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Will Dubai spark a trend for 3D printed offices?

3D printing has already opened up a world of possibility in the manufacturing sector – and now the construction industry is starting to explore just what the technology could mean for our cities.


Dubai, a city which is already home to the world’s tallest building, will soon boast the world’s first fully functional 3D printed office, built in partnership with Chinese company WinSun Global.

Using a six meter tall printer, the constituent parts of the prototype building will be created layer by layer through a mixture of reinforced concrete, glass fiber reinforced gypsum and fiber reinforced plastic.

The finished products will then be assembled to make a building measuring around 185 square meters at a busy intersection in the middle of Dubai. And for good measure all the furniture used inside will also be made by the 3D printer.

“This building will be a testimony to the efficiency and creativity of 3D printing technology, which we believe will play a major role in reshaping construction and design sectors,” says Mohammed al-Gergawi, the United Arab Emirates’ minister of Cabinet affairs.

It’s a project which once again highlights Dubai’s ever-evolving design credentials. Alan Robertson, CEO of the Middle East and North Africa region at JLL, says: “Dubai has carved out a reputation as a leader in creating buildings that push the boundaries of design from the soaring Burj Khalifa to the distinctive silhouette of the Burj Al Arab hotel. The prospect of the world’s first fully functional 3D printed office building will only support Dubai’s aspiration to become a global hub for innovation and 3D printing.”

Innovations with big potential

The project also shows how technological innovations are starting to impact on the construction industry. The team behind the 3D office estimates that 3D printing could slash building time by between 50 and 70 percent, reduce labor costs by between 50 and 80 percent and cut construction waste by 30 to 60 percent.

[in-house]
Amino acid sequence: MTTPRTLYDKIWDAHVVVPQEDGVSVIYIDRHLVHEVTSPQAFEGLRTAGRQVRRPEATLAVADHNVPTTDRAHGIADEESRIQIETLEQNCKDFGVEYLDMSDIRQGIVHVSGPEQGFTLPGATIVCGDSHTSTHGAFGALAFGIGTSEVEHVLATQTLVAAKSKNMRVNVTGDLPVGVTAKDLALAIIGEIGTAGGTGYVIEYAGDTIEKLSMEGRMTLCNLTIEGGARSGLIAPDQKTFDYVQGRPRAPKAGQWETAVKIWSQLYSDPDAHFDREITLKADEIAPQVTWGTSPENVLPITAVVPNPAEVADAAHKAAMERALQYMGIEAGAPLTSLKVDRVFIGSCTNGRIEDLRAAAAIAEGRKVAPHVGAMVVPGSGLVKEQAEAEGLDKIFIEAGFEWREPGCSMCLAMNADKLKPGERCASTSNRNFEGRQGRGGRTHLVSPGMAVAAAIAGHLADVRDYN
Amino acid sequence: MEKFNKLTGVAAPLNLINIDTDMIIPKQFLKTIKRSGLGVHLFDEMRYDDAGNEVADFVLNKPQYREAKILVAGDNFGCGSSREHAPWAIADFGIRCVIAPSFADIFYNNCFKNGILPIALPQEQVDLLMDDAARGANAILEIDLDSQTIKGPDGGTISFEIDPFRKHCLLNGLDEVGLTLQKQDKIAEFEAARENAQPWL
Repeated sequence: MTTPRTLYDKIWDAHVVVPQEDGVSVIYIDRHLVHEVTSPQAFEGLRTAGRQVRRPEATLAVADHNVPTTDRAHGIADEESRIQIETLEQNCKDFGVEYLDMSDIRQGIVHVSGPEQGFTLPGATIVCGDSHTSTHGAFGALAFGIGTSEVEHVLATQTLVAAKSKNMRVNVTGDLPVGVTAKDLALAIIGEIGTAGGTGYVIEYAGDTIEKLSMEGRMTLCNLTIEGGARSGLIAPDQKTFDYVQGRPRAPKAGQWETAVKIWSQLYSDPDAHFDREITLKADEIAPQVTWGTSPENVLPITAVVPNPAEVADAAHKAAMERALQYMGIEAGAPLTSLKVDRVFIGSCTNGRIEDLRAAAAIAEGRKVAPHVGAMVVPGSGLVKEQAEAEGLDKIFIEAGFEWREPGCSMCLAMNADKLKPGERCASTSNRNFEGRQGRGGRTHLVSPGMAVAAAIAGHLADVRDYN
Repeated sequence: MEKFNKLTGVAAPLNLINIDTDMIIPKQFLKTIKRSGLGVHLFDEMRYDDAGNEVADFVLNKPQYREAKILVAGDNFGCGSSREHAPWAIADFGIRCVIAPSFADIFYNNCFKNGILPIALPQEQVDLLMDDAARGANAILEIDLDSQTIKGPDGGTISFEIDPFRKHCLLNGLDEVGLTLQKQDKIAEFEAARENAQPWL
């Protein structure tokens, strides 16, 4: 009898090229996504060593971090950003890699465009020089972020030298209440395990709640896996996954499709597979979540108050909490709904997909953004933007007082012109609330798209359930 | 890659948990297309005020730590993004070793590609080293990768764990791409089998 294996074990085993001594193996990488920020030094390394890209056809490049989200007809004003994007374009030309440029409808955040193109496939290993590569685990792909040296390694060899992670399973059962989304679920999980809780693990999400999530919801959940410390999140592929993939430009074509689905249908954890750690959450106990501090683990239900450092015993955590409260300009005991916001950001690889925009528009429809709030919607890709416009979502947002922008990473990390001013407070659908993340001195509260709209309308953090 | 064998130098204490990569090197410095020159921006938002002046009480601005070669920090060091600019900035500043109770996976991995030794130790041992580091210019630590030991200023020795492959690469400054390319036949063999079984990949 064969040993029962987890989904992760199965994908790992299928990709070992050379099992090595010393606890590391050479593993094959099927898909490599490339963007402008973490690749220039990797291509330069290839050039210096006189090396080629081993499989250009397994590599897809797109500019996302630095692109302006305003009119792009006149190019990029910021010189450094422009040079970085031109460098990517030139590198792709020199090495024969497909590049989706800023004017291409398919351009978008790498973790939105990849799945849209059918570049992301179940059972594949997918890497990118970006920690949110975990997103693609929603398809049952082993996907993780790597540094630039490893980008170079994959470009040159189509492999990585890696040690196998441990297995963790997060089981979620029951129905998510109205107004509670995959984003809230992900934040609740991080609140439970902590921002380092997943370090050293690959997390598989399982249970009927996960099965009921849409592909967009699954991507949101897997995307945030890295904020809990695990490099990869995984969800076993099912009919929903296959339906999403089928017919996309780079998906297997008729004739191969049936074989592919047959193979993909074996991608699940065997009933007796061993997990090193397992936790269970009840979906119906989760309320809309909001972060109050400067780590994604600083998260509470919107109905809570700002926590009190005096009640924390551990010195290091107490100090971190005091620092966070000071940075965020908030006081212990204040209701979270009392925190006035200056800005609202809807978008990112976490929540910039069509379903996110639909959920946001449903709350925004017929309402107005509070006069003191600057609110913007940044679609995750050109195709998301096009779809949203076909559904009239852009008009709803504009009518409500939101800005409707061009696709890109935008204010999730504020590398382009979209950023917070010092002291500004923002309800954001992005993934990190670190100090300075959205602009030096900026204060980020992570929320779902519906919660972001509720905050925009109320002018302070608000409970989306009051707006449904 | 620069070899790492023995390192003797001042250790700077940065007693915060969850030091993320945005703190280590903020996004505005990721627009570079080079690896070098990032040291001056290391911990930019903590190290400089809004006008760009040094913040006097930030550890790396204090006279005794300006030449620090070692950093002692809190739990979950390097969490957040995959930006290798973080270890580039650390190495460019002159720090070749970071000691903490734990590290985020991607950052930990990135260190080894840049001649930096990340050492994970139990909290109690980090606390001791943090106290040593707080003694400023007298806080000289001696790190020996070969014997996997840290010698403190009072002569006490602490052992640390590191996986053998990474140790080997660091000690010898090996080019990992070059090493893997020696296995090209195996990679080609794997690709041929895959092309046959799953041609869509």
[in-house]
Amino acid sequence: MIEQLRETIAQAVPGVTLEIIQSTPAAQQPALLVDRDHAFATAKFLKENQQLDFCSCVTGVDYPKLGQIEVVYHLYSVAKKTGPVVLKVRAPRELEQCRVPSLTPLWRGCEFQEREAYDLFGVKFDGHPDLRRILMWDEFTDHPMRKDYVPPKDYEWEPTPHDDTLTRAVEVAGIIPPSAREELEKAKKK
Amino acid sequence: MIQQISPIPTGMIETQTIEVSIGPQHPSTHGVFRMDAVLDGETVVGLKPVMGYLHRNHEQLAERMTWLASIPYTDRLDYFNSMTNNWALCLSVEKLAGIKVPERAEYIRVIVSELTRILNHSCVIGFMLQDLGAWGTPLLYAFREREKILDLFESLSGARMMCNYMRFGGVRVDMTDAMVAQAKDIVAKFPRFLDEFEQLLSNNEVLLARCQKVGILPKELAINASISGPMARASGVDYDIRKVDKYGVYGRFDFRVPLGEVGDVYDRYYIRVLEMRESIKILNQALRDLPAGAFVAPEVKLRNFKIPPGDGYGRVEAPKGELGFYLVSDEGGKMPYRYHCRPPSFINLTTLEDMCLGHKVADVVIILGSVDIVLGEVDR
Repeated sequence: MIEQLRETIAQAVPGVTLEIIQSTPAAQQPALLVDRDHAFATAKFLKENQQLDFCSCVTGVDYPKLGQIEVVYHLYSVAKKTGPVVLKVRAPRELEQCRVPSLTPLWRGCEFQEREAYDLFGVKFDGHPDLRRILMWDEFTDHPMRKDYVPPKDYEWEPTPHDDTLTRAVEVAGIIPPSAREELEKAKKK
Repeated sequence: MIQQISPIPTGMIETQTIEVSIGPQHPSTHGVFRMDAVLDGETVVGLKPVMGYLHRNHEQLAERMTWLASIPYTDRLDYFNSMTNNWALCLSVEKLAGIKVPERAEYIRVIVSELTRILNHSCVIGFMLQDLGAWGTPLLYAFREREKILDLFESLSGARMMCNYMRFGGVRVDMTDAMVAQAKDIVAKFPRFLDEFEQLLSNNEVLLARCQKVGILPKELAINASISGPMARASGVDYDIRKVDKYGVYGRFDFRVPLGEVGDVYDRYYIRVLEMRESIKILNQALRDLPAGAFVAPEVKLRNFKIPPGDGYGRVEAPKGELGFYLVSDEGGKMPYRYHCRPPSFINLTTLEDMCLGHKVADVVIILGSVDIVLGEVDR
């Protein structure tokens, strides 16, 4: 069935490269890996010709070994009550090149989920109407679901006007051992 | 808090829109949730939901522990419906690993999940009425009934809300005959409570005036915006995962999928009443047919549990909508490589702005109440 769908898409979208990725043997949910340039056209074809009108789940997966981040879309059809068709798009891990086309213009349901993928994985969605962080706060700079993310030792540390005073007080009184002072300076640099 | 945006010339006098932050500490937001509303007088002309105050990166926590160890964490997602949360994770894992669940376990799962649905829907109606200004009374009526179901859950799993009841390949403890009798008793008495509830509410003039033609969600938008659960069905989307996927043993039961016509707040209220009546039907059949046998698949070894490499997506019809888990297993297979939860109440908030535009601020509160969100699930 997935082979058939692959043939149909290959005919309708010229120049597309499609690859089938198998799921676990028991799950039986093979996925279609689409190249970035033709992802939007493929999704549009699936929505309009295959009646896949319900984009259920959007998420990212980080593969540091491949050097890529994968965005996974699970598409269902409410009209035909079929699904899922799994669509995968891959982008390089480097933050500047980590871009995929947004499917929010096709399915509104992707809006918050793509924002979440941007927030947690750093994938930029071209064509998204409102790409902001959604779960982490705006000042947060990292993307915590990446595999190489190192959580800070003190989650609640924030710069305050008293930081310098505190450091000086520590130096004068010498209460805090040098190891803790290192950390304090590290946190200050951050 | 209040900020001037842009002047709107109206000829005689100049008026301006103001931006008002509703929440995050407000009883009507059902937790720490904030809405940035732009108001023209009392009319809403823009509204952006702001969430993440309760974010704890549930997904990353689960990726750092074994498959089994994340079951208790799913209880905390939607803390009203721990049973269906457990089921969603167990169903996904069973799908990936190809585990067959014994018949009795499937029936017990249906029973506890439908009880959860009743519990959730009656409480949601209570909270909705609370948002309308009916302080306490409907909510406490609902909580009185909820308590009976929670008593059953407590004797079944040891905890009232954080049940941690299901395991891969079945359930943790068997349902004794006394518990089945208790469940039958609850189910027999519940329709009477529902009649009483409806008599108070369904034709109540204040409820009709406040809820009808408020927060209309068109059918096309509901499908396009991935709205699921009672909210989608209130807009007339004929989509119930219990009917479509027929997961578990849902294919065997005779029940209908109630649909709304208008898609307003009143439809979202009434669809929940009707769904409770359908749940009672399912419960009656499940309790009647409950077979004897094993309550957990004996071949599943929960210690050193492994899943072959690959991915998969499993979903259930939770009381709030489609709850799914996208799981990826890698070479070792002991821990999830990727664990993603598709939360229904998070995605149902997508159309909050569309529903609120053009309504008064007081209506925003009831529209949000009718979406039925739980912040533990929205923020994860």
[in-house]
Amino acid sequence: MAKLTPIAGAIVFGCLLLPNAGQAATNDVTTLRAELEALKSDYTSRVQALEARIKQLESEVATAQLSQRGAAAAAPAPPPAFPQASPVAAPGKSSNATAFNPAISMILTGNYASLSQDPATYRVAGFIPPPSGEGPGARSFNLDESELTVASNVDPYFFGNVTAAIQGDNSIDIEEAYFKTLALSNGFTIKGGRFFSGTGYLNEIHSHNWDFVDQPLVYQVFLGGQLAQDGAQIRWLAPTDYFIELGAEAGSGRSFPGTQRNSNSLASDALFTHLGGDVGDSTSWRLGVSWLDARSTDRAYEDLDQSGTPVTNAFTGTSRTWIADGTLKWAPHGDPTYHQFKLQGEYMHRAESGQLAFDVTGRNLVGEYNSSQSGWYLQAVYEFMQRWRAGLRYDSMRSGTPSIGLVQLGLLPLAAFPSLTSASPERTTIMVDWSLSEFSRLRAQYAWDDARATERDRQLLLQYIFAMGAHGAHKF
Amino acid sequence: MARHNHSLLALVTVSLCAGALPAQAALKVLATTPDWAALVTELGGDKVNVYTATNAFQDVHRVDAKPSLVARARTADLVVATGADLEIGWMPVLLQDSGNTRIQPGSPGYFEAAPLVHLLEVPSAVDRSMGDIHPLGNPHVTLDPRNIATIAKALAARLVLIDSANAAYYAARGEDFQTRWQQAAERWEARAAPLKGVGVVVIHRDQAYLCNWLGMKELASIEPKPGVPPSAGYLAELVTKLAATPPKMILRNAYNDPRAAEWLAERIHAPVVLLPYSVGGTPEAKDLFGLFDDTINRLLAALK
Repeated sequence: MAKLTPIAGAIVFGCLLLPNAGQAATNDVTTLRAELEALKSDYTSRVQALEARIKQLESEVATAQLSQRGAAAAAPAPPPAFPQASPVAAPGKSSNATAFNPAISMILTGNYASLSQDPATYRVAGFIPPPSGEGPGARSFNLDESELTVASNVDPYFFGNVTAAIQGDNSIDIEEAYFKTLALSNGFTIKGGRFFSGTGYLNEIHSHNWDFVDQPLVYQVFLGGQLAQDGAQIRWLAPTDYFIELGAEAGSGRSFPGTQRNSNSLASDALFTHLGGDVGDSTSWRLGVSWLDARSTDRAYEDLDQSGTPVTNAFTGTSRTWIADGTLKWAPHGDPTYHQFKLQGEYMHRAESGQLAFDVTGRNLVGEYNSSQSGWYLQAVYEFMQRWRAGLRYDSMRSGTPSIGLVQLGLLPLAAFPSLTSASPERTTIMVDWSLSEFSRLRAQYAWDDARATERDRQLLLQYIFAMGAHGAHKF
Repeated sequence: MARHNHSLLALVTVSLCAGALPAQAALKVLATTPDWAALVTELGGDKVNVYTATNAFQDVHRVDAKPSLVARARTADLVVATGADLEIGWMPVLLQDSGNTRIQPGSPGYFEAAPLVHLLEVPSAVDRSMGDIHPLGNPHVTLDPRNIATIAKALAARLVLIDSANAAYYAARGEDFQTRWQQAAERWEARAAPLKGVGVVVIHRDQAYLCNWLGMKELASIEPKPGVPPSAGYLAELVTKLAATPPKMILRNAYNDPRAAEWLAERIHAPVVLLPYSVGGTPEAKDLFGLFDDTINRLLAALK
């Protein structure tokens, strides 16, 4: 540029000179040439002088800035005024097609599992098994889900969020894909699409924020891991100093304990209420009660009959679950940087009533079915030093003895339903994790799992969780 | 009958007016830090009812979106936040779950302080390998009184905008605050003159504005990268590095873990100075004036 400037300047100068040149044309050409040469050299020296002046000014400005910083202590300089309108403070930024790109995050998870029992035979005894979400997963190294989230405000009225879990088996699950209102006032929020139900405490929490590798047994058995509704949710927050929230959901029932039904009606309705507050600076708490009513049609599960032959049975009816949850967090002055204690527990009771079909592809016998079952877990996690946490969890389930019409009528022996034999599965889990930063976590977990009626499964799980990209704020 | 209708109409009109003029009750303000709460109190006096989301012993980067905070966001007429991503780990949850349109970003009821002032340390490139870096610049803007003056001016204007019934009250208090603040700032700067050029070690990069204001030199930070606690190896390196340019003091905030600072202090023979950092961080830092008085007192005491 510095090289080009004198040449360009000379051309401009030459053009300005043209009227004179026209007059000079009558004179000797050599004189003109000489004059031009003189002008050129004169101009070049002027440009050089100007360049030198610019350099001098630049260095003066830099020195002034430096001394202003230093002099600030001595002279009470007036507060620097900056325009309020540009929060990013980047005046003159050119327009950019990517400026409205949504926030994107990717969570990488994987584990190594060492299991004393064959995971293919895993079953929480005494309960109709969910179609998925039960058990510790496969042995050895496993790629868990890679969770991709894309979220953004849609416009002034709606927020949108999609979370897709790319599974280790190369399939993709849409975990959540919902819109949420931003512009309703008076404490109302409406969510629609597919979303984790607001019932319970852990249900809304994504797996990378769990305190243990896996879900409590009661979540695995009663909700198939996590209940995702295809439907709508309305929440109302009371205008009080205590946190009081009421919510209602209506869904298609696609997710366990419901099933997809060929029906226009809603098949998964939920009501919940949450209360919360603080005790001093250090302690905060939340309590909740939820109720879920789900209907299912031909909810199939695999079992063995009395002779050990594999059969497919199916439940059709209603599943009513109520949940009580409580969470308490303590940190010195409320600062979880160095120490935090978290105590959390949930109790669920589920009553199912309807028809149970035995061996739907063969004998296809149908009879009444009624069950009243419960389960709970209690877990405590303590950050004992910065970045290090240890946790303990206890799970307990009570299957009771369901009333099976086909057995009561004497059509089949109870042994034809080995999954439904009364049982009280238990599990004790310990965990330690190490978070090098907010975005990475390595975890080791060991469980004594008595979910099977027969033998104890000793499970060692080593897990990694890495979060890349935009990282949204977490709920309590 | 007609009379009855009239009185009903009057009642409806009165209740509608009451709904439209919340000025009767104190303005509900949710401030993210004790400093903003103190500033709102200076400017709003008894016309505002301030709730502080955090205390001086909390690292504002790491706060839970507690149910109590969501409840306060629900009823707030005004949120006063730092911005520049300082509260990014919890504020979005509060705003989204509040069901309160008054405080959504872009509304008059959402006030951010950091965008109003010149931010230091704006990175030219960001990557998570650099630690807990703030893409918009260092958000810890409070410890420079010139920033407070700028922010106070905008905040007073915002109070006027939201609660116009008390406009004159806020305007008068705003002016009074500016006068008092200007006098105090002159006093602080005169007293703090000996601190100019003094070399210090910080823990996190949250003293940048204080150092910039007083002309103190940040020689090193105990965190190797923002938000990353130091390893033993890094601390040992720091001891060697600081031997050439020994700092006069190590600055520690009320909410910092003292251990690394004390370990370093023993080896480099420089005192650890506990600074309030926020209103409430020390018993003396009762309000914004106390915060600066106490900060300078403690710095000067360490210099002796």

Graham Coutts, International Director, Strategic Consulting, Asia Pacific at JLL, says that while the idea of 3D printing for buildings is very much in its infancy, it opens up future possibilities for dealing with global housing challenges.

“It could have significant benefits for housing in remote locations or providing shelter in response to emergencies like earthquakes and typhoons by providing a quick and cheap solution. Also it could help to provide mass, standardized low cost housing in much of the developing – and developed world – in response to ongoing population growth and urbanization,” he says.

Earlier this year, WinSun unveiled a five-storey apartment building and a 1,100 square meter villa both made from construction waste in China. It follows on from its previous feat of creating ten single-storey 3D printed homes, each costing $5,000, in 24 hours last year. WinSun Global is now reportedly planning to set up factories in more than 20 countries to focus on producing affordable housing for the Middle East and Africa.

The future of 3D printing for office buildings is though less compelling, Coutts says. “I do not foresee use of 3D printing to construct entire high rise office buildings anytime soon. Office buildings tend to be predominantly in Central Business Districts where remoteness and access to materials and labor are less of an issue, and where confined sites, density and tenant needs preclude mass standardization.

“In the commercial office sector, the biggest application may, however, be in being able to print predesigned components, particularly intricate assemblies which are difficult to make in situ,” he concludes.​​

This article originally appeared on Real Views, JLL's news site that features stories exploring the world of real estate and its impact on the wider business world. Visit the Real Views site to subscribe for our weekly email of top stories, delivered direct to your inbox. www.jllrealviews.com